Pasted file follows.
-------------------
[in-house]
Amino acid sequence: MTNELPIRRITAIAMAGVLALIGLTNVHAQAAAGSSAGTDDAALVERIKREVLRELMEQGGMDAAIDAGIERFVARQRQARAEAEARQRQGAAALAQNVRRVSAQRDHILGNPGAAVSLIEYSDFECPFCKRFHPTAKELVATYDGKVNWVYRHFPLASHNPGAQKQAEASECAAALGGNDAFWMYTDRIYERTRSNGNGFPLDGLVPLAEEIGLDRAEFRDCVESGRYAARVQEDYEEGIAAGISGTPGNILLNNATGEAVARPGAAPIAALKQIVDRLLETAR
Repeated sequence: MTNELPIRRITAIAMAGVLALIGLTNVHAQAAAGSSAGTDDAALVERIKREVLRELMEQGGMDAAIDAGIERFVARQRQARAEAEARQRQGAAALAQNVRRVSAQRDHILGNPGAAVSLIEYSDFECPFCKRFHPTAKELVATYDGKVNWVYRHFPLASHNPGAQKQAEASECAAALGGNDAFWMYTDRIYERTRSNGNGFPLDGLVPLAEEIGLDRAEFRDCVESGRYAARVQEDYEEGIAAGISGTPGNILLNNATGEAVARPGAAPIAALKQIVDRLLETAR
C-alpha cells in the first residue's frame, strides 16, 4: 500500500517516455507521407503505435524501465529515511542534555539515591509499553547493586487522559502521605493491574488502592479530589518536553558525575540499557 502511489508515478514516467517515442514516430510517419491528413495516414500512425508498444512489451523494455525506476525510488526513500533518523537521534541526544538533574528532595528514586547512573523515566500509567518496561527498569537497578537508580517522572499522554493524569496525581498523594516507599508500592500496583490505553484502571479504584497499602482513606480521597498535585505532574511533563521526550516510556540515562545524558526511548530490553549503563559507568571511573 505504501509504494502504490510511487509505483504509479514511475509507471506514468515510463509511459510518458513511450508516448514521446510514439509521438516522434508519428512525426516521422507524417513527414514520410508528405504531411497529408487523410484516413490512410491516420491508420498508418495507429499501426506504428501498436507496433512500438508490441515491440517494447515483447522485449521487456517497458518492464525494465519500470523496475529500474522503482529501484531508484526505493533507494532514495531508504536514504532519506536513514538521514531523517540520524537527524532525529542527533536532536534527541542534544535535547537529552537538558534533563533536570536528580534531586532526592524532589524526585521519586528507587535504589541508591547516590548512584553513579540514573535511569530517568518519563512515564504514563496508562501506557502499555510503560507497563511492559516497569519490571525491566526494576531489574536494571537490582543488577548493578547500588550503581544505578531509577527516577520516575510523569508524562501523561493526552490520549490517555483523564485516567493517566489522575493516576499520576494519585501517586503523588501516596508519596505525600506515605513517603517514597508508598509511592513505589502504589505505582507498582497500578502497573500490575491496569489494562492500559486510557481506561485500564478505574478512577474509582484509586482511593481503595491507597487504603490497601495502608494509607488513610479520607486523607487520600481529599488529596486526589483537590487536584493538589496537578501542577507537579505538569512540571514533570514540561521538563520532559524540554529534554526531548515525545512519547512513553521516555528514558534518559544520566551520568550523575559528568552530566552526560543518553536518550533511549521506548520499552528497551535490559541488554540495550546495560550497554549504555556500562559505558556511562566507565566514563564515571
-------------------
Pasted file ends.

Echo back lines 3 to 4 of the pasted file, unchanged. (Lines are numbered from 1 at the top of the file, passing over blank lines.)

Repeated sequence: MTNELPIRRITAIAMAGVLALIGLTNVHAQAAAGSSAGTDDAALVERIKREVLRELMEQGGMDAAIDAGIERFVARQRQARAEAEARQRQGAAALAQNVRRVSAQRDHILGNPGAAVSLIEYSDFECPFCKRFHPTAKELVATYDGKVNWVYRHFPLASHNPGAQKQAEASECAAALGGNDAFWMYTDRIYERTRSNGNGFPLDGLVPLAEEIGLDRAEFRDCVESGRYAARVQEDYEEGIAAGISGTPGNILLNNATGEAVARPGAAPIAALKQIVDRLLETAR
C-alpha cells in the first residue's frame, strides 16, 4: 500500500517516455507521407503505435524501465529515511542534555539515591509499553547493586487522559502521605493491574488502592479530589518536553558525575540499557 502511489508515478514516467517515442514516430510517419491528413495516414500512425508498444512489451523494455525506476525510488526513500533518523537521534541526544538533574528532595528514586547512573523515566500509567518496561527498569537497578537508580517522572499522554493524569496525581498523594516507599508500592500496583490505553484502571479504584497499602482513606480521597498535585505532574511533563521526550516510556540515562545524558526511548530490553549503563559507568571511573 505504501509504494502504490510511487509505483504509479514511475509507471506514468515510463509511459510518458513511450508516448514521446510514439509521438516522434508519428512525426516521422507524417513527414514520410508528405504531411497529408487523410484516413490512410491516420491508420498508418495507429499501426506504428501498436507496433512500438508490441515491440517494447515483447522485449521487456517497458518492464525494465519500470523496475529500474522503482529501484531508484526505493533507494532514495531508504536514504532519506536513514538521514531523517540520524537527524532525529542527533536532536534527541542534544535535547537529552537538558534533563533536570536528580534531586532526592524532589524526585521519586528507587535504589541508591547516590548512584553513579540514573535511569530517568518519563512515564504514563496508562501506557502499555510503560507497563511492559516497569519490571525491566526494576531489574536494571537490582543488577548493578547500588550503581544505578531509577527516577520516575510523569508524562501523561493526552490520549490517555483523564485516567493517566489522575493516576499520576494519585501517586503523588501516596508519596505525600506515605513517603517514597508508598509511592513505589502504589505505582507498582497500578502497573500490575491496569489494562492500559486510557481506561485500564478505574478512577474509582484509586482511593481503595491507597487504603490497601495502608494509607488513610479520607486523607487520600481529599488529596486526589483537590487536584493538589496537578501542577507537579505538569512540571514533570514540561521538563520532559524540554529534554526531548515525545512519547512513553521516555528514558534518559544520566551520568550523575559528568552530566552526560543518553536518550533511549521506548520499552528497551535490559541488554540495550546495560550497554549504555556500562559505558556511562566507565566514563564515571